(4) Christian and Medieval Documents After Constantine and the acceptance of Christianity into respectability in Rome, one begins to get Christian topographical documents, lists of the churches and cemeteries with their respective graves. These begin in a small way with the Chronographer of 354. At first they are of small value to the topographer, because the dead were still buried beyond the pomerium, and it was there that churches dedicated to them were built. Through the Middle Ages of the sixth to ninth centuries Rome and interest in its antiquities continued to dwindle and decay. But about the time of Charlemagne we begin to feel the winds of change. An extraordinary portmanteau manuscript known as the Codex Einsiedelnsis (Einsiedeln no. 326) contains, among other things, a precious topographical document in five distinct parts, each written in a different hand: (1) The Einsiedeln sylloge, a collection of inscriptions, both pagan and Christian, copied from monuments, for the most part in Rome, toward the end of the eighth century; (2) the Einsiedeln itinerary, an itinerary for pilgrims arranged in eleven crossings of the city of Rome in various directions from gate to gate, with lists of the sights to be seen on either hand, as well as in the immediate path. This was composed before the creation of the Leonine city in 848-852 and after the foundation of the monastery of S. Silvestro in 752-767, so it may be placed close to the time of Charlemagne; (3) a description of the walls of Rome, offered as an appendix to the itinerary, which amounts to a statistical inventory of features such as towers and windows for the stretches of the Aurelian Walls from gate to gate at a time when they were in serious disrepair, so presumably between the time of Belisarius and the eighth century, when their repair was undertaken by four popes, Sisinnius, Gregory II, Gregory III, and Hadrian I; the most likely date for it would be early in the eighth century; (4) an appendix of the liturgical rites of Holy Week in Rome written sometime between 687 and the first years of the ninth century; and (5) an anthology of Latin poems including epitaphs of A.D. 799 and 840, originally a separate volume. It is clear that the first four parts of this miscellany were put together in Rome over a relatively short time, close to the reign of Charlemagne, most probably by a well-educated and devout cleric. The Liber Pontificalis, the official account of the res gestae of the early popes in biographical form, is of varying value. The first collected edition of these lives seems to have been made under Pope Boniface II (530-532). The earliest lives are very spare and schematic. A little at a time they become richer and more informative; toward the end of the fifth century they begin to show the character of contemporary compositions. In the sixth century they focus more sharply on the politics and administration of the church. The sequel, or second edition, extending the history in similar form until the death of Pope Martin V (1431), is very uneven, Through the ninth century the lives are the work of anonymous court functionaries, compiled during the lifetime of the popes from official records and archives, and some of these (Hadrian I, Paschal I, Gregory VI) are important. In the tenth century and majority of the eleventh they are dry catalogues with occasional mention of historical events. Then, beginning with Pope Gregory VII (1073-1086), extended biographies are the work of various contemporaries, but are brought into a semblance of uniformity by the editing of twelfth-century scholars, and in such form continue until the early fifteenth century. The topographical information contained in the Liber is incidental, sometimes casual, but it provides much that is valuable about the transformation of the ancient pagan city into a Christian one. In modern times the Liber has been edited by L. Duchesne in masterly fashion (vol. 1, Paris 1886; vol. 2, Paris 1892) and by Mommsen (only vol. 1, until the death of Constantine in 715, Berlin 1898). A small section, from Pope Paschal II (1099-1118) to Pope Honorius II (1124-1130), the work of the Roman Pandolfo (ca. 1137), has been edited by J.M. March on the basis of a manuscript in Tortosa (Barcelona 1925). The significant passages for topographical studies have been excerpted by Valentini and Zucchetti, using all three important modern editions. In this dictionary citations are usually made following Duchesne (cited as LPD), as well as Valentini and Zucchetti (VZ). The significant early Christian lists, Einsiedeln material, and Liber Pontificalis, are collected by Valentini and Zucchetti in their second volume (Rome 1942). One of the more extraordinary productions of the twelfth-century revival of interest in antiquity is the Mirabilia, originally composed, as Duchesne demonstrated, by Benedetto Canonico, cantor of the basilica of S. Pietro, between 1140 and 1143. It is a guidebook for pilgrims, beginning with statistics about the fortifications of Rome, and contains lists of the principal monuments: gates, triumphal arches, hills, baths, palaces, theaters, places associated with the martyrdom of saints, and so on. The emphasis is almost equally divided between sites of religious importance and conspicuous ruins and landmarks. Into this are woven bits of history and tradition, legends, and lore of every sort. The author has let his imagination run riot at times; he is extremely ignorant about mainstream Roman history and loves the fabulous and the wonderful. But he knows the city of his own day very well and draws heavily upon that knowledge. His work is known in several versions, having been subsequently more or less elaborated to suit different audiences and successive generations. An example of this is the Graphia Aureae Urbis of the thirteenth century, which uses it as its central part, preceding it with foundation legends and following it with an account of the imperial administration (dignitates). The Miribilia was enormously successful and exists in a multitude of manuscripts all over Europe. A version in the vernacular known as Le miracole di Roma rearranges and abbreviates it. After the invention of printing it went through numerous editions. For the study of the topography of ancient Rome it is almost worthless, but it is a curiosity of high antiquarian interest. A work along the same lines is the De Mirabilibus Urbis Romae by Magister Gregorius, a churchman, very likely English, of the second half of the twelfth or beginning of the thirteenth century. An educated man, he wrote evidently following a pilgrimage to Rome at the instigation of, and for the edification of , his colleagues (consodales). He is especially impressed by statuary, but responds to the aesthetic quality of buildings as well. Unfortunately, his work is brief and unsystematic; it informs us of what there was to be seen at the time that continued to be awe-inspiring, but it does not add much to our knowledge of topography, because Gregorius's knowledge of the names and purposes of the ancient buildings was very imperfect, and at times his imagination runs wild. Another work of Benedetto Canonico is the so-called Ordo Romanus Benedicti, a descriptive list of the ceremonies of the church year, especially the processions in which the pope took part, the routes these followed being give in detail that is often informative about topography, together with lists of those participating and their dress and order. This, as far as the rituals are concerned, is based on an Ordo Romanus Antiquus of the middle of the tenth century, but the wealth of learning, especially antiquarian lore, that Benedetto has lavished on his revisions makes it very valuable. This Ordo was then revised, after the return of the popes to Rome from an exile of six years, by Cencio Savelli, called Cencio Camerario, in 1188. Although he abbreviates Benedetto's Ordo, omitting much of topographical interest, he includes a list of 305 churches whose clerics had the right to a presbyterium for incense during the Easter parade from the Vatican to the Lateran. Other lists of churches, dependent in part on this but including additions, are the catalogues of Paris (Bibliothque de l'Arsénal, no. 526) and Turin (Biblioteca Nazionale di Torino, Lat. A, 381). The topographical sources for the period of the eleventh to thirteenth centuries, including much material that is pertinent only to Christian and medieval Rome, such as Petrus Mallius's detailed description of the Vatican basilica and its contents and adjacencies, are collected by Valentini and Zucchetti in their third volume (Rome 1946). Here there is only incidentally information important for this dictionary.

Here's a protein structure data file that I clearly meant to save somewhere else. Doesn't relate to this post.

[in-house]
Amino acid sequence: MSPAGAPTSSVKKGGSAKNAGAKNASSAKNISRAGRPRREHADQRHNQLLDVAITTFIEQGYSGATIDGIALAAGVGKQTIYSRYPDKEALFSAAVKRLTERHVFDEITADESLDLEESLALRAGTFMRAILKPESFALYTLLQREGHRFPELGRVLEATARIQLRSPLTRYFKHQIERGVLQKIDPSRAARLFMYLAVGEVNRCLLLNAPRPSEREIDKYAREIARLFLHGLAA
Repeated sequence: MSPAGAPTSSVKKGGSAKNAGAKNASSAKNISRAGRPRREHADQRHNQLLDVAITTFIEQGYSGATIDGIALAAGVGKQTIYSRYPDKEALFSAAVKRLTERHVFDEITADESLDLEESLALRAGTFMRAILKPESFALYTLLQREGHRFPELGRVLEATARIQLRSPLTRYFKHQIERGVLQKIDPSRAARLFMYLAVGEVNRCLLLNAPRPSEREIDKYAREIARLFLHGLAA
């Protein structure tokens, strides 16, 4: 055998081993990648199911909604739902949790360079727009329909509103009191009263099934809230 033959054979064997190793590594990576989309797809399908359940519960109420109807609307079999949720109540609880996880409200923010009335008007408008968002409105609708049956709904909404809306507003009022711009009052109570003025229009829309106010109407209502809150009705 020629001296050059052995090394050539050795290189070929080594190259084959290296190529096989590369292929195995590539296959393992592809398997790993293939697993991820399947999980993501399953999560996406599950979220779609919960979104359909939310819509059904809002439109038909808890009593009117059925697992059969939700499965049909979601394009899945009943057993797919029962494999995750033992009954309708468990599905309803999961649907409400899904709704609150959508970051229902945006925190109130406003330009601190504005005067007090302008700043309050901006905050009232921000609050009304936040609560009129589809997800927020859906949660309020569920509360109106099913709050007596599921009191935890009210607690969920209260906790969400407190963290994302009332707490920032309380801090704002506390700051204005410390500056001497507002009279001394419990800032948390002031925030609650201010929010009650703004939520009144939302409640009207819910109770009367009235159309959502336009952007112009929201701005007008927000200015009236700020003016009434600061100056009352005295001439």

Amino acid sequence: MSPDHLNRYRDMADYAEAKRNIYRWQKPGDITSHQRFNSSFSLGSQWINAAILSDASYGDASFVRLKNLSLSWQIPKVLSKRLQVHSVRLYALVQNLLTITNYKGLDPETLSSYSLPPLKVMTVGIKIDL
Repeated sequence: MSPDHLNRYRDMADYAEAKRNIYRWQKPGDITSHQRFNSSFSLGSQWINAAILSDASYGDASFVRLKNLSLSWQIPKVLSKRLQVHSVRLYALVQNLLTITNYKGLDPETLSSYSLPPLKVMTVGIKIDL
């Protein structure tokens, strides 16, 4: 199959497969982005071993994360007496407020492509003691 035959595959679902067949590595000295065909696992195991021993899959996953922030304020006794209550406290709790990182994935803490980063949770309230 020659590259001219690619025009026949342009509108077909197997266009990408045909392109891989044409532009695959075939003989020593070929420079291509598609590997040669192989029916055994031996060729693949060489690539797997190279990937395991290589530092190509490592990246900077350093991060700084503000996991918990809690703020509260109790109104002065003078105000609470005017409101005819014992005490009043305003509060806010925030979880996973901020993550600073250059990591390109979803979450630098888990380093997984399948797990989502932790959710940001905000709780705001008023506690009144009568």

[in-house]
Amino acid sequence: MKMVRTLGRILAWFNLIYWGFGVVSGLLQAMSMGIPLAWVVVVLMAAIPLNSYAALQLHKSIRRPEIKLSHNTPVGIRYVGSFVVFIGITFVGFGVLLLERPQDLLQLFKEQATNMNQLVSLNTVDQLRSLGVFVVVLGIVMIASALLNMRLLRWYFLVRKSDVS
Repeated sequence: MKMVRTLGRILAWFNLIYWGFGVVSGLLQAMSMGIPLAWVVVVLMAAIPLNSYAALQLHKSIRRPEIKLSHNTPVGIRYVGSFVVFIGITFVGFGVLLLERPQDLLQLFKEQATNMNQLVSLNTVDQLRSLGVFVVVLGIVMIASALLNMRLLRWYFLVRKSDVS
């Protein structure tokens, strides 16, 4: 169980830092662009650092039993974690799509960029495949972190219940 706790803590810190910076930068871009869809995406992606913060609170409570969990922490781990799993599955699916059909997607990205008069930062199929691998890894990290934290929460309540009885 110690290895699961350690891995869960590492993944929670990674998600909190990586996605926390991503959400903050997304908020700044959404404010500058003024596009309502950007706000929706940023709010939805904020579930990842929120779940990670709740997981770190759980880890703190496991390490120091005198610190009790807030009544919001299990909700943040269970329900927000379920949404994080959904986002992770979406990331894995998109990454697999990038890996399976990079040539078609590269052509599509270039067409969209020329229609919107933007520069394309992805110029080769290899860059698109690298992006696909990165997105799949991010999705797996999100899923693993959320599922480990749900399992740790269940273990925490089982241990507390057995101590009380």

(5) The Renaissance Humanists Beginning in the fourteenth century, with the surge of humanistic interest of the early Renaissance, men such as Petrarch had an intense awareness of the former greatness of Rome, which needed expression in evocation of the physical city. By and large these were men of letters, devoted to reading Livy and Vergil, who made no attempt to fetter their imaginations with topographical exactness. They were in Rome and conjured up the ancient landscape easily. What they did not know, they made up, explaining things as logically as they could, mingling Christian elements with pagan ones. These were men such as Giovanni Cavalieri, Fazio degli Uberti, and Niccol Signorili. Their work is seldom of real help to the modern topographer, and their mistakes are often ludicrous, but their enthusiasm for antiquity led them to copy numerous inscriptions, and sometimes their inclusion of information about the state and location of remains with relation to the landmarks of their own day is useful. Among these one must single out especially the so-called Anonymous Magliabechianus, a name given by L, Mercklin, his first modern editor, to the author of the Tractatus de Rebus Antiquis et Situ Urbis Romae of about 1411. His work begins with a history of the world from its beginning and is a rag bag of material drawn untidily from many sources and with many errors. He was not a learned man. In the topographical part, he is heavily dependent on the Mirabilia and Graphia, but he does include a modern designation for each ancient landmark, and this adds up to a fair coverage of the city in the early Renaissance, one of our best documents for the period. With Poggio Bracciolini's De Fortunae Varietate begun in 1431 and published in 1448, things change. He chooses, as an eloquent example of the fickleness of Fortune, the vicissitudes of the ancient city of Rome and provides a detailed description of the ruins of antiquity with precise identification of each and some indication of its glory and history. He is familiar with a great range of texts, including Frontinus's De Aquis and Dionysius of Halicarnassus's Antiquitates Romanae, and can speak with more authority than his predecessors. He has collected and studied inscriptions and knows the remains well by autopsy, having even measured the walls and counted the towers. Unfortunately, his description is abbreviated and unsystematic, but he gives a vivid picture of what remains and the state in which it appears. Within the same period appeared the truly revolutionary work of Biondo Flavio, Roma Instaurata, undertaken in 1444 and brought to completion in 1446. This was a systematic topography of Rome based on an extensive array of sources. The regionary catalogues and Frontinus are used properly for the first time, and postclassical sources such as the Liber Pontificalis, Symmachus, and Cassiodorus are not slighted, nor are the ancient churches and monasteries. His is the first attempt at a scientific topography, and he was a man of keen intelligence and lively imagination. While he was capable of egregious errors, they are the errors of a reasoning man. He is in many ways the founder of modern topography, and on his work depends much that followed in the succeeding century and a half. His book was repeatedly copied, and after the invention of printing it went through a dozen editions by the middle of the sixteenth century. The fragmentary remnants of a still more learned work are the Excerpta, supposedly taken down from the lectures of Pomponio Leto, while he was showing a foreigner about the ruins of Rome. They date from late in the fifteenth century, when Leto was teaching at the Sapienza. The tour begins with the Colosseum and proceeds to the Forum Romanum and imperial fora, thence to the Campus Martius, as far as S. Maria del Popolo, and then clockwise through the hills from the Pincian to the Aventine, and finally to the Palatine and Capitoline. The work is full of current information and observation; errors are few, and speculation is almost completely lacking. It is regrettable that we do not have more from this brilliant scholar. There follows on these the brief work of Bernardo Rucellai of the end of the fifteenth century or beginning of the sixteenth, entitled simply De Urbe Roma. Rucellai was a Florentine, an enthusiastic student of epigraphy and numismatics who enjoyed the friendship and advice of Donato Acciaioli, Lorenzo de' Medici, and Leon Battista Alberti and profited from their instruction, especially that of Alberti in construction. Rucellai knows the latest discoveries and has a wide knowledge of not only the sources but also the scholarship of his time, but his work is brief, and his contribution is chiefly in epigraphy. Finally, there is the Opusculum de Mirabilibus Novae et Veteris Urbis Romae of Francesco Albertini, begun in 1506 and finished in 1509. This contributes little or nothing to our knowledge of topography, being the work of a cleric of little scholarly proficiency; he freely confesses that in his compilation he is heavily dependent on others, such as Pomponio Leto. But in his account of modern Rome he is very complete, beginning with the churches, which he classifies by importance, proceeding to the palaces of the popes and cardinals, then to hospitals, libraries, and other buildings of public usefulness and interest, and concluding with the works of Julius II. The works from Petrarch's in the middle of the fourteenth century to Albertini's in the early sixteenth, for the most part excerpted to emphasize the contribution to the study of topography, are assembled by Valentini and Zucchetti in their fourth and final volume (Rome 1953).